When when is whenever
I have a need to talk today about the flirtatious but casual relationship that the Spanish conduct with the clock.
Coming from a culture as I do of strict time slots, an unhealthy obsession with timeliness and an intimate acquaintance with deadlines, I still, nine years on, struggle with the laissez-faire (¿dejad pasar in Spanish, perhaps?) attitude to all things remotely associated with time-keeping.
Oh, appointments may be made – I have been presented with enough of them recently to last me a life-time, thanks very much. But whether they actually mean anything much is a hugely questionable matter.
I have never – that’s never – managed to see anyone here at a designated time. And this holds across all manner of appointments, whether it involves me sitting in my car waiting for the appearance of a passenger, waiting in a bar for a friend to take coffee, waiting in a medical establishment for a precise appointment (lunes el 01 octubre a 08:47 – what’s that about?), waiting to see an official of el iltmo. Ayuntamiento, or my asesor, or a dog-owner.
The latter has exceeded all records to date for belatedness.
If I’ve been informed on booking-in that a dog will be collected on departure day in the morning, you can bet your life I won’t see a soul until 7pm. I have even waited until 8pm for an owner to appear for a mid-day pick-up , finally to concede defeat and call him, only to establish that he had been delayed and would be there the following morning. And then still have had to ‘phone him the next afternoon after his non-appearance. The approach to punctuality is so laid-back as to be horizontal.
I have also experienced a different aspect of this temporal disregard several times to date.
I have fed and watered the guests at the kennels with their evening repast. I have cleaned up after them, sung to them and tucked them up for the night. I have closed their garden doors, so that I comply with the curfews regarding noise imposed upon me in my licence. Then I have returned to the house, to tackle the matter of my sustenance in all this and to pursue that most of elusive of all grails, an evening of relaxation.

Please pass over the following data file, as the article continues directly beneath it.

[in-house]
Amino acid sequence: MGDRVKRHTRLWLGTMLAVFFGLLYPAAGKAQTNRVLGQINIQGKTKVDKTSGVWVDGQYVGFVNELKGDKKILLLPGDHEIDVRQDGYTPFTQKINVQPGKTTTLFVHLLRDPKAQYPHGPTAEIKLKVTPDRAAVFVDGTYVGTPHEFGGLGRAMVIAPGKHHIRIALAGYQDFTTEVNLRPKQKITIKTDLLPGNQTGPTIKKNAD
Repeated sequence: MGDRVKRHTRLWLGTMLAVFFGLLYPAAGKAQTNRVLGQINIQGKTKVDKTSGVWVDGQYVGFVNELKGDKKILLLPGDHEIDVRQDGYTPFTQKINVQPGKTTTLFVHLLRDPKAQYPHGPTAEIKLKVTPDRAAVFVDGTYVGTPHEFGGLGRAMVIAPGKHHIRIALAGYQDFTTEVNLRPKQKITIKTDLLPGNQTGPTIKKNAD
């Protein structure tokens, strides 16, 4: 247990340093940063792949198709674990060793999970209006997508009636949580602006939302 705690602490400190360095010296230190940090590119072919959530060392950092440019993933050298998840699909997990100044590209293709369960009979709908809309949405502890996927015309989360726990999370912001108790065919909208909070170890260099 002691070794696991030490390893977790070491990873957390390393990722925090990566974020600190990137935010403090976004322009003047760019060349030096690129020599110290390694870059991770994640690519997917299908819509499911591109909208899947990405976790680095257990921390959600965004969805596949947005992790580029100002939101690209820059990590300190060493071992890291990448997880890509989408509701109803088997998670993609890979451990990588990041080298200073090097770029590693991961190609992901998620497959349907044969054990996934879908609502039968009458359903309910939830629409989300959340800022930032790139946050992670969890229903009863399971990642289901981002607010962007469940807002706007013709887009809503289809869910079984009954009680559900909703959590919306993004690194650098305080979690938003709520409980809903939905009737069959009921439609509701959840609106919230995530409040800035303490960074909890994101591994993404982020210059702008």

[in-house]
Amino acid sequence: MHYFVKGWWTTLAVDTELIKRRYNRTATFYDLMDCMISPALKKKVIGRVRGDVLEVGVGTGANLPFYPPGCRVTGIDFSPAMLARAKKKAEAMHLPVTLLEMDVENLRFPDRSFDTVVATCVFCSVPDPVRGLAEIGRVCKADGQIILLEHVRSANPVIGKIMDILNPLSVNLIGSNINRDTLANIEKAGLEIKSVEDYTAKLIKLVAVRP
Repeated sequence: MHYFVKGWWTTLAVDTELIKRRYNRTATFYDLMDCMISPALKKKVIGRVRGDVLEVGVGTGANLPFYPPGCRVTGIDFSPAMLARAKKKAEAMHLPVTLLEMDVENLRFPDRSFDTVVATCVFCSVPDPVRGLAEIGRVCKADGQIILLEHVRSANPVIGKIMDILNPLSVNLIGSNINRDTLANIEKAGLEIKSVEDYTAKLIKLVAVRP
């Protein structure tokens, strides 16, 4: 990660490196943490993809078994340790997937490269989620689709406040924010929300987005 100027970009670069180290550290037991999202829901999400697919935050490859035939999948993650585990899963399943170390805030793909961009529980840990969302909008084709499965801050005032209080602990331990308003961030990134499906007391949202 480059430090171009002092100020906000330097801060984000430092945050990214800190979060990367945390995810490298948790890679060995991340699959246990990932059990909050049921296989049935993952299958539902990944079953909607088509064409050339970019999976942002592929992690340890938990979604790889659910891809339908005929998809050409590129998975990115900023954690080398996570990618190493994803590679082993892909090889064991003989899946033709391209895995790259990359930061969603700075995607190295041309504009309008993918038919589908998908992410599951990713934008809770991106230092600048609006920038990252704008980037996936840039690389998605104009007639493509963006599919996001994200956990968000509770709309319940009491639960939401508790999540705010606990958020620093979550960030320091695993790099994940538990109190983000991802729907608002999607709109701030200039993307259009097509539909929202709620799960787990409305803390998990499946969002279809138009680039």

Only to be rudely interrupted by the orchestral background of a car engine playing on the camino above the house accompanied by a strong solo on the horn.
This is, without fail, the music of an extended Spanish family who have decided to take a drive out into the campo to demand, unannounced, an inspection tour of the new kennels.
So I am obliged to drag myself back up the hill, to unlock all that I have only just locked, disturbing the recently-settled hounds who subsequently decide that, since I’ve mentioned it, it is high time for choir practice.
I then have to walk the crowd of sightseers around, pointing out in raised tones all the (multitudinous) luxury features of the accommodation while concurrently being deafened, and then hang around discussing the wondrous characters of their own pooches, before compiling a precise quote for a potential, provisional and unspecified stay for Lula or Macu or Nemo or Niko or Nuca.
Now I am at this point compelled to mention the guy who turned up last night in exactly this fashion, except that he had managed to deter the wife and kids and mother-in-law and next-door neighbour from coming along for the ride and was therefore solo apart from his dog.
“How much would it cost me to leave Rocky here for a week?” I was asked. Medium-sized dog rate, less discount for a stay of seven days or more – I calculated quickly and gave him his answer.
At which he promptly handed me the lead, with Rocky attached.
“See you next Friday, then”
Okayyyy. Don’t mind me, I live and breathe my work.
Dogs, on the other paw completely, are obsessive sticklers for time. They know exactly to the nanosecond when it is time for breakfast or supper, and will shout out to remind me of the fact with pinpoint accuracy.
I am convinced that all these smart-arsed animal behaviour experts and veterinarians who think that they know all there is to know about the dog have missed a fundamental evolutionary development in the species. Every dog, I have come to realise, is born with a miniature atomic pocket time-piece cunningly concealed about his anatomy – and he’s not afraid to use it.